Dec 29 2007
parent reply jpl <none nospam.com> writes:
Jérôme M. Berger Wrote:

 cdecl> explain void (*signal(int, void (*)(int)))(int);
 declare signal as function (int, pointer to function (int) returning
 void) returning pointer to function (int) returning void
 
 	So I think that the proper D declaration would be:
 void function (int sig, void function (int)) function (int) signal;

Then the pointers to functions in D are not read from right to left? In your example I understand: pointer to function(int) that returns a pointer to function(int sig, pointer to function(int) returning void) that returns void. I have no problems to understand any declaration in C but I don't get the D style...
Dec 30 2007
parent reply "Jarrett Billingsley" <kb3ctd2 yahoo.com> writes:
"jpl" <none nospam.com> wrote in message 
news:fl8ftn$25o8$1 digitalmars.com...

 So I think that the proper D declaration would be:
 void function (int sig, void function (int)) function (int) signal;

Then the pointers to functions in D are not read from right to left?

"declare signal as function (int, pointer to function (int) returning void) returning pointer to function (int) returning void" in D would be alias void function(int) signal(int, void function(void)); Notice I used an alias and put signal in the middle, since the C is declaring a *function* and not a *function pointer*.
Dec 30 2007
next sibling parent reply jpl <none nospam.com> writes:
Jarrett Billingsley Wrote:

 "jpl" <none nospam.com> wrote in message 
 news:fl8ftn$25o8$1 digitalmars.com...
 
 So I think that the proper D declaration would be:
 void function (int sig, void function (int)) function (int) signal;

Then the pointers to functions in D are not read from right to left?

"declare signal as function (int, pointer to function (int) returning void) returning pointer to function (int) returning void" in D would be alias void function(int) signal(int, void function(void));

alias void function(int) signal(int, void function(int));
 Notice I used an alias and put signal in the middle, since the C is 
 declaring a *function* and not a *function pointer*.
 
 

And how would it be the declaration without the alias in D? Thanks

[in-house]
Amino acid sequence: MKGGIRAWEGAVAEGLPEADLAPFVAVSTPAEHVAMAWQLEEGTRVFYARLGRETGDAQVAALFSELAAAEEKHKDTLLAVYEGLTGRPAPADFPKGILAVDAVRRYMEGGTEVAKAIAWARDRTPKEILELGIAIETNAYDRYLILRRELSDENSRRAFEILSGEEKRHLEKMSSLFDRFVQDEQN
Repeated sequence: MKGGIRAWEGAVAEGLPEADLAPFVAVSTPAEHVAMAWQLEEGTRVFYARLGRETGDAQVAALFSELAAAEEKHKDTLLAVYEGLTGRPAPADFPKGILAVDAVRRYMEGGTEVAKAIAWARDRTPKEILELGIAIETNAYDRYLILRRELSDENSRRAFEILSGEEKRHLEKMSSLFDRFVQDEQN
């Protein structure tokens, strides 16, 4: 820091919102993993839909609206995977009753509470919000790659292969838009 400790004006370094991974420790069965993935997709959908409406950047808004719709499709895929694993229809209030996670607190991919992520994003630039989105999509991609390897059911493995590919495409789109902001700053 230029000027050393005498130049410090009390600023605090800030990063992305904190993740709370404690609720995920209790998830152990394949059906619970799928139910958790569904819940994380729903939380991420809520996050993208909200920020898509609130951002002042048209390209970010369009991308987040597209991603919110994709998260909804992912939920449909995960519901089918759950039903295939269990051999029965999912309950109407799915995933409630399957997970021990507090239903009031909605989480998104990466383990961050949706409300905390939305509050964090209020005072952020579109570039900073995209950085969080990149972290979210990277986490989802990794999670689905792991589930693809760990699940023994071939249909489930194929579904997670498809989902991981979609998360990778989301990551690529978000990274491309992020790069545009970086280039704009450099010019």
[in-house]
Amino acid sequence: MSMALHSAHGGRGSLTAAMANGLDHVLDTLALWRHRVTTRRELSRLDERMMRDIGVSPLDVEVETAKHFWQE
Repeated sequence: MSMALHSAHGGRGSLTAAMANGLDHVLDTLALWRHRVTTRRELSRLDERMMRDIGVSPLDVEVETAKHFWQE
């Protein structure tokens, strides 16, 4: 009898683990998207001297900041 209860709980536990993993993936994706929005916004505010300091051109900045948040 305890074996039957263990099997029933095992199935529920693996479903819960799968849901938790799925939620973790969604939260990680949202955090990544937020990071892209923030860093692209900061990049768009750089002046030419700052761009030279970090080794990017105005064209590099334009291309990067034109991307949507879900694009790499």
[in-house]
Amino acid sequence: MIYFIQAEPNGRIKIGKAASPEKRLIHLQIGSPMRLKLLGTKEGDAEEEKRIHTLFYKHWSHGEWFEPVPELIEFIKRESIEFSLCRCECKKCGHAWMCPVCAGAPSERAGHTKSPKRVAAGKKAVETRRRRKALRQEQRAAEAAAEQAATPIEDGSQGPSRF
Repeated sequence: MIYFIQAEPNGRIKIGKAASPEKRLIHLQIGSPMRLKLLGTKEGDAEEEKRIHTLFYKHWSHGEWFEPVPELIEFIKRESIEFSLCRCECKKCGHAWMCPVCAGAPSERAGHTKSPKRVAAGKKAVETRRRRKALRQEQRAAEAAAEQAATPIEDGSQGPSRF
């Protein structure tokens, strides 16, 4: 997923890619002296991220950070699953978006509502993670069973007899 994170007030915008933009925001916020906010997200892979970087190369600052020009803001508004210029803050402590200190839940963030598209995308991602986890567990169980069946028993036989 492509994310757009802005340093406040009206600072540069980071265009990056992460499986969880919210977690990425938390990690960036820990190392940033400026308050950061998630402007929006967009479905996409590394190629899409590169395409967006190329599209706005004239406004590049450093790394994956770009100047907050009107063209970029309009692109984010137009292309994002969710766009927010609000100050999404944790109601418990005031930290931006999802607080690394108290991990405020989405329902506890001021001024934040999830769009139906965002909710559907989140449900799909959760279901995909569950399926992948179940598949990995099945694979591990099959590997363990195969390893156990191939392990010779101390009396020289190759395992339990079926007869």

Dec 30 2007
parent reply "Jarrett Billingsley" <kb3ctd2 yahoo.com> writes:
"jpl" <none nospam.com> wrote in message 
news:fl8sqm$2t8e$1 digitalmars.com...

 alias void function(int) signal(int, void function(void));

alias void function(int) signal(int, void function(int));

X(
 And how would it be the declaration without the alias in D?

void function(int) function(int, void function(int)) signal; Now it's a function pointer.
Dec 30 2007
parent jpl <none nospam.com> writes:
Jarrett Billingsley Wrote:

 "jpl" <none nospam.com> wrote in message 
 news:fl8sqm$2t8e$1 digitalmars.com...
 
 alias void function(int) signal(int, void function(void));

alias void function(int) signal(int, void function(int));

X(
 And how would it be the declaration without the alias in D?

void function(int) function(int, void function(int)) signal; Now it's a function pointer.

Ah... OK, now, without the alias I get it ; ) Thanks
Dec 30 2007
prev sibling parent reply =?UTF-8?B?IkrDqXLDtG1lIE0uIEJlcmdlciI=?= <jeberger free.fr> writes:
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Jarrett Billingsley wrote:
 "jpl" <none nospam.com> wrote in message 
 news:fl8ftn$25o8$1 digitalmars.com...
 
 So I think that the proper D declaration would be:
 void function (int sig, void function (int)) function (int) signal;

Then the pointers to functions in D are not read from right to left?

"declare signal as function (int, pointer to function (int) returning void) returning pointer to function (int) returning void" in D would be alias void function(int) signal(int, void function(void)); Notice I used an alias and put signal in the middle, since the C is declaring a *function* and not a *function pointer*.